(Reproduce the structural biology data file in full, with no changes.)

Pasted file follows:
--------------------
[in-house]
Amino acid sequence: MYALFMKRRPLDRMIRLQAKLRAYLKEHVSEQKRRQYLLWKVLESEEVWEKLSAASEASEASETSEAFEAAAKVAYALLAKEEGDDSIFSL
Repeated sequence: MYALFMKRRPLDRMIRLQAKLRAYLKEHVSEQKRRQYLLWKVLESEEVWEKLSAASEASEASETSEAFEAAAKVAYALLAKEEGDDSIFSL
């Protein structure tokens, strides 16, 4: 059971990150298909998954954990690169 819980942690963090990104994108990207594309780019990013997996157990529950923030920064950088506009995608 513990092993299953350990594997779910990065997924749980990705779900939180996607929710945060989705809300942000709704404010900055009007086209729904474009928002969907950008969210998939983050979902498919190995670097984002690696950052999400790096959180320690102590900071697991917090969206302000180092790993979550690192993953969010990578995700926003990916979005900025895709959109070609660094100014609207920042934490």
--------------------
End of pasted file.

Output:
[in-house]
Amino acid sequence: MYALFMKRRPLDRMIRLQAKLRAYLKEHVSEQKRRQYLLWKVLESEEVWEKLSAASEASEASETSEAFEAAAKVAYALLAKEEGDDSIFSL
Repeated sequence: MYALFMKRRPLDRMIRLQAKLRAYLKEHVSEQKRRQYLLWKVLESEEVWEKLSAASEASEASETSEAFEAAAKVAYALLAKEEGDDSIFSL
């Protein structure tokens, strides 16, 4: 059971990150298909998954954990690169 819980942690963090990104994108990207594309780019990013997996157990529950923030920064950088506009995608 513990092993299953350990594997779910990065997924749980990705779900939180996607929710945060989705809300942000709704404010900055009007086209729904474009928002969907950008969210998939983050979902498919190995670097984002690696950052999400790096959180320690102590900071697991917090969206302000180092790993979550690192993953969010990578995700926003990916979005900025895709959109070609660094100014609207920042934490």